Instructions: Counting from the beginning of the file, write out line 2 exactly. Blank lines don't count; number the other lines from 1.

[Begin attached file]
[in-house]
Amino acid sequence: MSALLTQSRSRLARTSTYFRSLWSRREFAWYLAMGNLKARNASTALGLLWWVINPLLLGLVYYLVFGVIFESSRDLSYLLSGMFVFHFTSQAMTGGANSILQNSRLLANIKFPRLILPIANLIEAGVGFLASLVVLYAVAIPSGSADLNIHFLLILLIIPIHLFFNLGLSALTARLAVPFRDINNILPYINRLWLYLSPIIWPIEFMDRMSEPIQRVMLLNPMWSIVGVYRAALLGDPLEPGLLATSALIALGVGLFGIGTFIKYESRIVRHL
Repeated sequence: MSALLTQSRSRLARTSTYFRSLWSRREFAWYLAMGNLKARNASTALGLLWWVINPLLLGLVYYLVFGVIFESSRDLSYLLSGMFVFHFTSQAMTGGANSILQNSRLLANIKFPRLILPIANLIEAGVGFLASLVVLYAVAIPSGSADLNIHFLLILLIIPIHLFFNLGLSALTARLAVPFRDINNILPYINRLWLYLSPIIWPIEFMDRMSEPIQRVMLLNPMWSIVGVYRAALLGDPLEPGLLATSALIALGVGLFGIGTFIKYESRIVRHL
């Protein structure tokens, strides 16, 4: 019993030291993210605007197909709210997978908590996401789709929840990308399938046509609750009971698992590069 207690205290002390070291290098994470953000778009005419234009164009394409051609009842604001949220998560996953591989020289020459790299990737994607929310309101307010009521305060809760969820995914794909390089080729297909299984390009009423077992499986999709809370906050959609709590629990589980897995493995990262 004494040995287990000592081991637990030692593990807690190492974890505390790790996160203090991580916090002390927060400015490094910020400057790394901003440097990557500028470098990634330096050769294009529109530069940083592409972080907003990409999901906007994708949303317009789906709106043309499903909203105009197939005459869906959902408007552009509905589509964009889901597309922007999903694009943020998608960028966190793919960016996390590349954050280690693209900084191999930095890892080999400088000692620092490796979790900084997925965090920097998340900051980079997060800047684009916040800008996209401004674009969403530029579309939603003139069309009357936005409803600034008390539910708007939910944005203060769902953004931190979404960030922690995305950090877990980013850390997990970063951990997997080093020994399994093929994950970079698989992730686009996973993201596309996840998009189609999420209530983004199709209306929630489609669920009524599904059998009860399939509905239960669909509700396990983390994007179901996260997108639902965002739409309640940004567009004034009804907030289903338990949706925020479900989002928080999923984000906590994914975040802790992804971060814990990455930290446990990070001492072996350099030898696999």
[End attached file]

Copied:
Amino acid sequence: MSALLTQSRSRLARTSTYFRSLWSRREFAWYLAMGNLKARNASTALGLLWWVINPLLLGLVYYLVFGVIFESSRDLSYLLSGMFVFHFTSQAMTGGANSILQNSRLLANIKFPRLILPIANLIEAGVGFLASLVVLYAVAIPSGSADLNIHFLLILLIIPIHLFFNLGLSALTARLAVPFRDINNILPYINRLWLYLSPIIWPIEFMDRMSEPIQRVMLLNPMWSIVGVYRAALLGDPLEPGLLATSALIALGVGLFGIGTFIKYESRIVRHL